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Budget power speakers/ PA/ monitors

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Hey all,

 

I've been having big problems with my current studio monitors (Presonus Eris E4.5), I am pretty much just pushing them too hard for how small they are - after 10 mins of high gain playing they start crackling horribly. I have resigned to the fact that this is because they are too small, and the pod go signal is just too much for the small speakers to handle. All I want is for speakers that I can play in stereo, play reasonably loud (but only loud household levels), and have them not crackle. I only have a small budget so I am hoping to keep it under $1000 AUD (~$800 USD).

 

Any suggestions for any type of speakers that would work for me would be greatly appreciated. I've spent way too much time trying to find fixes for my speakers crackling and I'm rather sick of it haha.

 

Thanks for your help!

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I suggest you go with minimum 6” speakers. Bigger is better so if 8” fits in your budget I’d go with those. You don’t need 10” for your purposes.

 

As for brand, any powered studio monitors (virtually all of which are FRFR) should work fine. Most audio stores that sell these speakers have a test setup in the store where you can compare different brands. Pricing is a very local determination,  so let your ears be your guide re: cost/value preference.

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Thanks very much for the help. Just to double check and get another opinion - do you think that the problems I am having with my speakers crackling after playing higher gain/ reverb tones would be caused by having 4.5" speakers? Does it sound to you like I am just driving them too hard for what they are built for? I had someone at my local music store check the speakers for me with their gear, and they couldn't replicate the crackling...

Thanks for the help

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On 2/26/2021 at 7:30 AM, silverhead said:

I suggest you go with minimum 6” speakers. Bigger is better so if 8” fits in your budget I’d go with those. You don’t need 10” for your purposes.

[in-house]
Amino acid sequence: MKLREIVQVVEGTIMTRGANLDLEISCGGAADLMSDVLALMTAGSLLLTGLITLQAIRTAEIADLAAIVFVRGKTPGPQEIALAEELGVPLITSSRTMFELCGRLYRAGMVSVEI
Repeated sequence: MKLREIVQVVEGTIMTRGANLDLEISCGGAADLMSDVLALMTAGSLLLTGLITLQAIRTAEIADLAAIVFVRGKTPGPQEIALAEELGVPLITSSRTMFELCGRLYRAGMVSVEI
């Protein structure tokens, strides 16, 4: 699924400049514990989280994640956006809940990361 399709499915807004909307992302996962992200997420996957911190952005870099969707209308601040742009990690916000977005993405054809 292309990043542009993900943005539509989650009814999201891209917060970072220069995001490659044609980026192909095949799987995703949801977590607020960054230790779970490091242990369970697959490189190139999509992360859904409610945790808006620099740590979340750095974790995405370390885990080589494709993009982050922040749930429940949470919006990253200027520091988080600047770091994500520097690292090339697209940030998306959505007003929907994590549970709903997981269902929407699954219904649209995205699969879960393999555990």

The size of the mid driver in a 2 channel speaker mostly depends on SPL; to play louder you need to move more air, and moving more air means means either having a larger driver (moving the same amount as a smaller driver will move more air with bigger driver) or, the woofer will move further back and forth.  Also; bass is what what requires the woofer to move most air; while treble (high frequencies) require very little movement.  So the deeper the bass, the larger the woofer you generally require.  So at one point; it gets easier to move more air with a bigger woofer, so you're never going to see 4 inch driver playing incredibly loud and having amazing low end response.  

 

BUT, the bigger the woofer, the more mass it has, and it becomes more and more difficult to move it back and forth.  And the higher the frequency, the faster it needs to move back and forth.  So that is why you have a extremely small and light tweeter, and a mid woofer (plays mid frequencies) in 2ch speakers and, you have 3 channel speakers (or more, MTM, etc.) with tweeter, mid woofer and bass woofer; each getting larger.

 

So for 2 channel speakers; the typical size is 5 to 6.5 inch.  These can typically play VERY loud in a small to medium room.  Larger drivers become more relevant if you want to play very loud or if you have a larger room...   Sounds get less loud the further you are, so the bigger the room, generally the further you are, so generally need to compensate with either much higher quality drivers or just get larger drivers...

 

ANYHOW.  LOL.  I was also looking to maybe get a set of studio monitors to upgrade my computer speakers, and use with the Go.  KRK seemed to pop up a lot; but sadly; with speakers; it can be really subjective.  Someone can love the sound of a speaker, while another might totally hate it... We all hear differently, have different tastes, expectations, etc.,  lots of recommendations for 'best';

 

https://www.musictech.net/guides/buyers-guide/best-budget-studio-monitors/

https://www.musicradar.com/news/best-budget-studio-monitors

https://musiccritic.com/equipment/speakers/best-budget-studio-monitors/

https://www.4soundengineers.com/budget-studio-monitors/

 

So your best bet might be try to identify a few which fits the budget and seem interesting to you, and try to go listen to them somewhere.  None of them should 'crackle' at 'normal' listening levels; (often can be caused by the amp not being able to drive the speakers correctly)  plus guitar doesn't have massive bass so it shouldn't be super taxing for speakers...  So yeah, might not be super hard to want more volume than the  25w/side + smaller drivers can handle...